Year Constructed: c. 1808
Open: Saturday September 27, Sunday September 28
10 a.m. To 4 p.m.
Food for sale
The stately Georgian-style McGregor Cowan House, built c. 1808, is believed to be the second oldest building in Windsor (after the Duff-Baby Mansion built in 1798).
The symmetrical Georgian façade and French Canadian placement of the chimneys on either side of the ridge pole symbolize the successful interaction of early British and French settlers in the area. Other Georgian characteristics include a centre hall plan with a steeply pitched roof, moderate overhang of the eaves and an overall appearance of "masculine proportions". The offset chimney placement provided a practical, independent heating arrangement in the front and back of the house. This is the only known surviving building in the area, and possibly in the province featuring this type of heating system. There are 7 fireplaces with evidence of the house having had 3 others.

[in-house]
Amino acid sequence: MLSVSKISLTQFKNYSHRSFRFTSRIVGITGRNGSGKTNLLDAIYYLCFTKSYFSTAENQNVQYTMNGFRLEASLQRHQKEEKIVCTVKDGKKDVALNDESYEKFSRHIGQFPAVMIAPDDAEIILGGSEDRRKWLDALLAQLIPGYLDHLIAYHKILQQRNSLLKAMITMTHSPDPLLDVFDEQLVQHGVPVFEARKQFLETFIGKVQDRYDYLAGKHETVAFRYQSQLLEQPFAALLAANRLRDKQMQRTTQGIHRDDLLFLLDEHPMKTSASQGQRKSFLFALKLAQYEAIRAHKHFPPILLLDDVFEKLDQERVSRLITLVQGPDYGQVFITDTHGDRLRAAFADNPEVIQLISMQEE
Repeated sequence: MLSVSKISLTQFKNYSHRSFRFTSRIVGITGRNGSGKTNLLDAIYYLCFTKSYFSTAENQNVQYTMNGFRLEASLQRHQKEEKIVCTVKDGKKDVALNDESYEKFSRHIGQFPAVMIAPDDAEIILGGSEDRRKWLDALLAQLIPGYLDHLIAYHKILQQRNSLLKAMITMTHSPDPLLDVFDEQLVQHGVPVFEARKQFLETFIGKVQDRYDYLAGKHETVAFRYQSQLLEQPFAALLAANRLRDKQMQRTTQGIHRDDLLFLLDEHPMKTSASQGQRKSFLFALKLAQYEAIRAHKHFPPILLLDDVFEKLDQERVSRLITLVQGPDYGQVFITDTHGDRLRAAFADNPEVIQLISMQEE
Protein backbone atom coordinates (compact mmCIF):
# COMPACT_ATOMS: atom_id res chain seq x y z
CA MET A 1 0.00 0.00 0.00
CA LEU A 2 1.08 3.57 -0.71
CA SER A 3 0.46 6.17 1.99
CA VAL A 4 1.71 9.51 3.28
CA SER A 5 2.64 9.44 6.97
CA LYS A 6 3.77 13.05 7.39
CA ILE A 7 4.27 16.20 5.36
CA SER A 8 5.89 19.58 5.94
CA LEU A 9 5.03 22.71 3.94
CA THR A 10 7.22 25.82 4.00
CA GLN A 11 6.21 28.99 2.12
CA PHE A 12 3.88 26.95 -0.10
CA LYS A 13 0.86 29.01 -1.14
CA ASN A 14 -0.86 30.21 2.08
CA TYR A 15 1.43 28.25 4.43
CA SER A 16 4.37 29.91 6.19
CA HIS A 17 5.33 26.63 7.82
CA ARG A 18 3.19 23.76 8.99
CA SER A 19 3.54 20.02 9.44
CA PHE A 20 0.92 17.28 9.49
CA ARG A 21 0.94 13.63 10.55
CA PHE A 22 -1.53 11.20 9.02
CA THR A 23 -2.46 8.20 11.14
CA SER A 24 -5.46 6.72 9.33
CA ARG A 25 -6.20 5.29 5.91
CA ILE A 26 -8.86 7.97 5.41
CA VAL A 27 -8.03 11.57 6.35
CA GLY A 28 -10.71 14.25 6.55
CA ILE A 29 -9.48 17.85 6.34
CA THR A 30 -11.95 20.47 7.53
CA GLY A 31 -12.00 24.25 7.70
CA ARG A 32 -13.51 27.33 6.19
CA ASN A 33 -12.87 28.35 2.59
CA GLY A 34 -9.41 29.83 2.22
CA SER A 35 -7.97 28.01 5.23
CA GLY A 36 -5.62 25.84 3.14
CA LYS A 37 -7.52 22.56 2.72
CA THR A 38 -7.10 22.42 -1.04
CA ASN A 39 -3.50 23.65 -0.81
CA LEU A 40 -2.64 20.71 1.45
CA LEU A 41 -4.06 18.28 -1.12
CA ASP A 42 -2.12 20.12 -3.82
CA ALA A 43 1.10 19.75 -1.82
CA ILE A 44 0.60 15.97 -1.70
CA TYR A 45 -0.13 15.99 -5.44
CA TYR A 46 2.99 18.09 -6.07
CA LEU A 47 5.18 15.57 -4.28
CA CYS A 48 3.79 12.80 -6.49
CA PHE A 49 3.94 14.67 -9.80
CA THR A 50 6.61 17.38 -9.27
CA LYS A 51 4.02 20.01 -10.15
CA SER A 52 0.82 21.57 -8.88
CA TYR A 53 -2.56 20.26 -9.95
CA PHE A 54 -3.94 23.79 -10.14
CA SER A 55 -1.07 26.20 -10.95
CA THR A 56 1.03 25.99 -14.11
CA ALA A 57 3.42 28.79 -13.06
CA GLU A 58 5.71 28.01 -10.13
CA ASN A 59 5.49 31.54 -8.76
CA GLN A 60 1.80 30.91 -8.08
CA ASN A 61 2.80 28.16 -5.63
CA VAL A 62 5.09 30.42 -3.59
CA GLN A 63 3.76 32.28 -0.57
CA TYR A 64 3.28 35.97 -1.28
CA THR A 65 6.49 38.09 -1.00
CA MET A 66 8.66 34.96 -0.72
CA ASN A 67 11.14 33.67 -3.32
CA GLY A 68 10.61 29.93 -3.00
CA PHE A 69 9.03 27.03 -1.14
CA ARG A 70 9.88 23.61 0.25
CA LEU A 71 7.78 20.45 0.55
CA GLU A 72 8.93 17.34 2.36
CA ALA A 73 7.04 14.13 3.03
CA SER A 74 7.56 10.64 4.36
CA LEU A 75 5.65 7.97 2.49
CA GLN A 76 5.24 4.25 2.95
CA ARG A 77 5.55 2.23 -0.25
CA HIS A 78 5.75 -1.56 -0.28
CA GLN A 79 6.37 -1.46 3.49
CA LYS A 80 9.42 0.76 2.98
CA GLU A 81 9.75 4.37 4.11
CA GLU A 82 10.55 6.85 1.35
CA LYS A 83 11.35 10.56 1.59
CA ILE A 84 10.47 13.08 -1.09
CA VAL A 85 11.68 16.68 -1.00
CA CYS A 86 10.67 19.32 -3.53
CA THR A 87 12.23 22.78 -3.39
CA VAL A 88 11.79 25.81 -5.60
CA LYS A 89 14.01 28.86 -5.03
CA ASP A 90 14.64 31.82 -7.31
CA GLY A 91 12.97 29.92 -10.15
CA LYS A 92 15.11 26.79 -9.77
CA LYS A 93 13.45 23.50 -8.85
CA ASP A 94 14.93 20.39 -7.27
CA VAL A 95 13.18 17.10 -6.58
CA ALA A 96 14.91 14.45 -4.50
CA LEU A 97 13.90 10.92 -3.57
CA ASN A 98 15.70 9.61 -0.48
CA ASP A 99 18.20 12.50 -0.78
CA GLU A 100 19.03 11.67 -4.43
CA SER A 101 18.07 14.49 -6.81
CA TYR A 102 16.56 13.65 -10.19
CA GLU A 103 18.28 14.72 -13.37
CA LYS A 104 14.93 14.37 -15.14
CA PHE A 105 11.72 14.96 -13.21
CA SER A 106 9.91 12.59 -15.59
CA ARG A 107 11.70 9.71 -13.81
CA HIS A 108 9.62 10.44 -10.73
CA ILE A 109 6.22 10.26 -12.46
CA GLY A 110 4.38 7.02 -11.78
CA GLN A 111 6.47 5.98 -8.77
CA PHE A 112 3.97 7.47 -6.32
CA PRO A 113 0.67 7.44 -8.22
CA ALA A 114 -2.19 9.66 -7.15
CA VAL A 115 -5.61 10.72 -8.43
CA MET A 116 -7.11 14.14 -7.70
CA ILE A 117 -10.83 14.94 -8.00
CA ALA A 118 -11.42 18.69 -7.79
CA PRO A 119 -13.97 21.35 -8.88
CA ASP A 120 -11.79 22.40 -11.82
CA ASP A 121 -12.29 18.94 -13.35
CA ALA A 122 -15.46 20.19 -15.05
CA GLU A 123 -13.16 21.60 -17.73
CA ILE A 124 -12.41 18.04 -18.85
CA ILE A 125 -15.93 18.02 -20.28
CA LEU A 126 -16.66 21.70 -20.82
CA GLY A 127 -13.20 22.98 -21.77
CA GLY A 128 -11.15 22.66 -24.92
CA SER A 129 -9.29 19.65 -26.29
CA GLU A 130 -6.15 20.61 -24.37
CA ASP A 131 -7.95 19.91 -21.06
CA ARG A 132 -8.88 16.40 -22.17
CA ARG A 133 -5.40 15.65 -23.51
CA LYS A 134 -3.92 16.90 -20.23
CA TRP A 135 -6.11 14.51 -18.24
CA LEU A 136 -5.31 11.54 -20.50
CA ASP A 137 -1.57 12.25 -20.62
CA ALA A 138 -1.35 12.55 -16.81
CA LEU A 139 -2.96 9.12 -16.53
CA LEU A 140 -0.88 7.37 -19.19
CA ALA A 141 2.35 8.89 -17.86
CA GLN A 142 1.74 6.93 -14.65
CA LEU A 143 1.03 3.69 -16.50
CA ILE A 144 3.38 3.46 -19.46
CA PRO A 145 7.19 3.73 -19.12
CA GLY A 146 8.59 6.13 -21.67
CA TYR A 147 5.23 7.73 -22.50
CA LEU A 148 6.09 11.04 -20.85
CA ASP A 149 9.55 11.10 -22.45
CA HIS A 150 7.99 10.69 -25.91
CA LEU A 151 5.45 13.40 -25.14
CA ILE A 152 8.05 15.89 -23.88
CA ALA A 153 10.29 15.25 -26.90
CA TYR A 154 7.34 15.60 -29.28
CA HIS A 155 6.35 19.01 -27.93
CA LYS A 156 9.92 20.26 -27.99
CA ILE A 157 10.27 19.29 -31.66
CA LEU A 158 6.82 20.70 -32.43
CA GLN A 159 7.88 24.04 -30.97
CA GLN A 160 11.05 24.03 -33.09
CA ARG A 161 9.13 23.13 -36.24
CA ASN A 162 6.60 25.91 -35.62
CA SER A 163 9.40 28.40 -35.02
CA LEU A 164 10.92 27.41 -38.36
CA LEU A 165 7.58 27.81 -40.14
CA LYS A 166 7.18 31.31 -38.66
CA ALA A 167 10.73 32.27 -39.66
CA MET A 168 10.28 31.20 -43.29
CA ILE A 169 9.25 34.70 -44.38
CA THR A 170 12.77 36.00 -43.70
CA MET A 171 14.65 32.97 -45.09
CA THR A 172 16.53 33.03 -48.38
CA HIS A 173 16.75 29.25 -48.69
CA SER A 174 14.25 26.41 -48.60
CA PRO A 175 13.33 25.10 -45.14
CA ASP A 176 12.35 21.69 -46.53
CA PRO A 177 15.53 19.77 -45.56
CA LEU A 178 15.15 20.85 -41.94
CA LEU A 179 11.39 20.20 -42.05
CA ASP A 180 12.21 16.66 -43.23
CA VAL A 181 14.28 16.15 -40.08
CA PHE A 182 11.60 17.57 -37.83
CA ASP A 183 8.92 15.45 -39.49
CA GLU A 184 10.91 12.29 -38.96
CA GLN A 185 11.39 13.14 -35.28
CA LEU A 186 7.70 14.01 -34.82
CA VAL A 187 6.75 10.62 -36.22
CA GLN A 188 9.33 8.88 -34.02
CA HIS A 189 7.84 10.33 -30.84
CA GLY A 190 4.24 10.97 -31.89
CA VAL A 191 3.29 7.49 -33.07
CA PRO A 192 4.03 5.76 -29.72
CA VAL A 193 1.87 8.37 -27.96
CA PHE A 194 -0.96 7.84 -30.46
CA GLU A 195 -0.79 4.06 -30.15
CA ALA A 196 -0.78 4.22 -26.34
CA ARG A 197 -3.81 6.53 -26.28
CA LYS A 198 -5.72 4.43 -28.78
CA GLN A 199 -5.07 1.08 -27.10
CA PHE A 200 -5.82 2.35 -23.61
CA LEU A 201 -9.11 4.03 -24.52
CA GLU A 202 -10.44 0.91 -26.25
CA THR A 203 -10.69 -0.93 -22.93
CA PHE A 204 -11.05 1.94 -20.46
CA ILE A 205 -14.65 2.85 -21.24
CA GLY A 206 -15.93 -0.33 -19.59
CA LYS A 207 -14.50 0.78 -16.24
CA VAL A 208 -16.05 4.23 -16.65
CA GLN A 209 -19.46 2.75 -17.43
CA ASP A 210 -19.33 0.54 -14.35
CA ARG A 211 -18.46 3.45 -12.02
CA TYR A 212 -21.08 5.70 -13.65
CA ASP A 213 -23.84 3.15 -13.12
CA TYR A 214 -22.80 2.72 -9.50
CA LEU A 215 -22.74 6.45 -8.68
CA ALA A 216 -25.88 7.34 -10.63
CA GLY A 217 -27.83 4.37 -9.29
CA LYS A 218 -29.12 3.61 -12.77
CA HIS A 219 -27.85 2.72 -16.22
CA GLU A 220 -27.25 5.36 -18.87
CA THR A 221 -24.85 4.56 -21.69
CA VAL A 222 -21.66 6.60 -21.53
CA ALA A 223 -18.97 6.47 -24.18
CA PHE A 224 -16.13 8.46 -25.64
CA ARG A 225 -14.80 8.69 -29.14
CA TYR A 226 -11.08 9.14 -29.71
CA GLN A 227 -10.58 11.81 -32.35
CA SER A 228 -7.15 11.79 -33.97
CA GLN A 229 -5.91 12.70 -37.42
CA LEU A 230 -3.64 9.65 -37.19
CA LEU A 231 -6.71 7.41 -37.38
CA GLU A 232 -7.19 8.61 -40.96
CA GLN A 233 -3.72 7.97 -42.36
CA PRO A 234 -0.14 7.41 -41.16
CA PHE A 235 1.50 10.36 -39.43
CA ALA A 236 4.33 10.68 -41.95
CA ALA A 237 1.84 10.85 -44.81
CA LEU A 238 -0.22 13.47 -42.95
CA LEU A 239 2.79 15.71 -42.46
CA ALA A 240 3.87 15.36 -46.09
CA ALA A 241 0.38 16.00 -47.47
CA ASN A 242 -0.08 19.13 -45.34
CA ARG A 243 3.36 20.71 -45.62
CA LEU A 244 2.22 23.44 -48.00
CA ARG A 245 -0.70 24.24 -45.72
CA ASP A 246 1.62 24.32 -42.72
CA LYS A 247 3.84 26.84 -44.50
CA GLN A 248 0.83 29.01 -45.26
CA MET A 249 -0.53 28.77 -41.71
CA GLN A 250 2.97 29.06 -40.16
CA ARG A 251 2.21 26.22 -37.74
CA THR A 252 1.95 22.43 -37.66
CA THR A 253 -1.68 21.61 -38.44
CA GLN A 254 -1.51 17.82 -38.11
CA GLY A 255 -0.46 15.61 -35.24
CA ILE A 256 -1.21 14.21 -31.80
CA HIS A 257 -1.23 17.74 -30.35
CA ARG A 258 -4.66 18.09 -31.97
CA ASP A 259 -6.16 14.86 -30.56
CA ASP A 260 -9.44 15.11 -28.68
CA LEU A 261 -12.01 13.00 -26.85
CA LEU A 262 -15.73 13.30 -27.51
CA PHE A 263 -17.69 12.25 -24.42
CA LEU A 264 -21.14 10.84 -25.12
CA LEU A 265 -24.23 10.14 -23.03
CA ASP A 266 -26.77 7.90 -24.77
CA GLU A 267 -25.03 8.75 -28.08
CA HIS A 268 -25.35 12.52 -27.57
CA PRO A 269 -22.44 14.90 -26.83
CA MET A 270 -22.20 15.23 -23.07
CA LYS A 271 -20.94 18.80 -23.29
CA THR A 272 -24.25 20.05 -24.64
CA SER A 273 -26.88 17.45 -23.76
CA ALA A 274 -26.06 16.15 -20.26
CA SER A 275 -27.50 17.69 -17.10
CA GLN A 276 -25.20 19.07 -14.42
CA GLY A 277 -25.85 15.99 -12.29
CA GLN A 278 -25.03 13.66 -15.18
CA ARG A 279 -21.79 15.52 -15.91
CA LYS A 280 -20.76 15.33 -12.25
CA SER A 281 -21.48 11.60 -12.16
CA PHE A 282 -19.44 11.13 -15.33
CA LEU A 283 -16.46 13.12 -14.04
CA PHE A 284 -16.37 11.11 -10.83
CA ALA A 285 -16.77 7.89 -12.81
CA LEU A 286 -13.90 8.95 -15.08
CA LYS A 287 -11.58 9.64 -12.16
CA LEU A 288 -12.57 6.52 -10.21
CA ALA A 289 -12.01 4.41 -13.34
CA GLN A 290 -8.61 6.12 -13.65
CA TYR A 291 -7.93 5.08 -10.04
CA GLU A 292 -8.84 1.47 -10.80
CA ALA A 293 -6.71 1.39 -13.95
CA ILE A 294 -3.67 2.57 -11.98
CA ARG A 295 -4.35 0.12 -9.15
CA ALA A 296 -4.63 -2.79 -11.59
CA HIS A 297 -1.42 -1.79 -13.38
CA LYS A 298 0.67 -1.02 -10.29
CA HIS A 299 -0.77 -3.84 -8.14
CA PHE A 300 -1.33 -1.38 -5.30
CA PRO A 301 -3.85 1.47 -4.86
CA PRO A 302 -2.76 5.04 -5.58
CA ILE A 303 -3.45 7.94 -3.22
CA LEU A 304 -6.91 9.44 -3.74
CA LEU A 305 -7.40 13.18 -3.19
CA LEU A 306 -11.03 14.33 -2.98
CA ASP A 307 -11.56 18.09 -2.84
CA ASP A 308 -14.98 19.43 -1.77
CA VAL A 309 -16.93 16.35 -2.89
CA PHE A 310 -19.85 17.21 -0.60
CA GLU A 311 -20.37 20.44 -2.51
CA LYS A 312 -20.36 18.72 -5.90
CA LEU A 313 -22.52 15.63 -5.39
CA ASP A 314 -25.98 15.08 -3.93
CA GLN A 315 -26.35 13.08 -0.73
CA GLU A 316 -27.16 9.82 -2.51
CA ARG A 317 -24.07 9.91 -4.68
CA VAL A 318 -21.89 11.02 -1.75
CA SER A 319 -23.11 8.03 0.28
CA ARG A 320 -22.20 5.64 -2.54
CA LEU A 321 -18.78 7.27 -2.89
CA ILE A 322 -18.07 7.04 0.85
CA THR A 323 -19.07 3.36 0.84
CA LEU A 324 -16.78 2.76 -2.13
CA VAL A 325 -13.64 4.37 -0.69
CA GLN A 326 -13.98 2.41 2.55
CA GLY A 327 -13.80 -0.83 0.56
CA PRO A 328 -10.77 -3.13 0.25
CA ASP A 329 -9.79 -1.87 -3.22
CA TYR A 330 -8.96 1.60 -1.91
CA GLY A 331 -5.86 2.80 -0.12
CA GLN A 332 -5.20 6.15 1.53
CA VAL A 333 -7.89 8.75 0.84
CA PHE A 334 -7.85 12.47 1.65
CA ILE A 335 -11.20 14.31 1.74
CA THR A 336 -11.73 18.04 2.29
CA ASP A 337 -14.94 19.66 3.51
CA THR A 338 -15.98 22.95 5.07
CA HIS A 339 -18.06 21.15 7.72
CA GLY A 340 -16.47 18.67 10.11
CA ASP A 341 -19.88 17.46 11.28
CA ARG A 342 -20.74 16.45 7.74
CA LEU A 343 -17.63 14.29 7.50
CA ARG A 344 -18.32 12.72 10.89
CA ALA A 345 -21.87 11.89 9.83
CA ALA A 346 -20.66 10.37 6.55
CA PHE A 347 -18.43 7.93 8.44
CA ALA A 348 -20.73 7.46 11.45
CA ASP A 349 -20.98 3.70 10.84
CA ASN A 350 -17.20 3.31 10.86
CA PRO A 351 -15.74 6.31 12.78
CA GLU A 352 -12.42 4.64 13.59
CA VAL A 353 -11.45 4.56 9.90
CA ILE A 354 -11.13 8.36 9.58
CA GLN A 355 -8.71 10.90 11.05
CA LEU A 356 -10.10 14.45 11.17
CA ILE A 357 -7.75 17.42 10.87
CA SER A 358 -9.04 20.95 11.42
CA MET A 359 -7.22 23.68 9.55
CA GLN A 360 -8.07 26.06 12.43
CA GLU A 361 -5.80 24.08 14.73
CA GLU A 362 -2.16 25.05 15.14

The property was originally owned by George Sharp, a prominent fur trader from Detroit. Sharp had obtained a grant from King George III in 1797 but never developed the site. It was James McGregor who bought the property and built the house and along with his brother used it as a store for the Hudson's Bay Company. Mr. John Cowan purchased the home in 1830. He was owner and publisher of the Canadian Emigrant and Western District Advertiser. The home remained in the Cowan family into the 1950s. A fire severely damaged the attic and second floor in 1986 but the spaces were reconstructed.
During the War of 1812-14, prisoners were house in the basement. Holes in the beams denote where the chains hung and during the Rebellion years, officers were housed here.
Location: 3118 Sandwich Street
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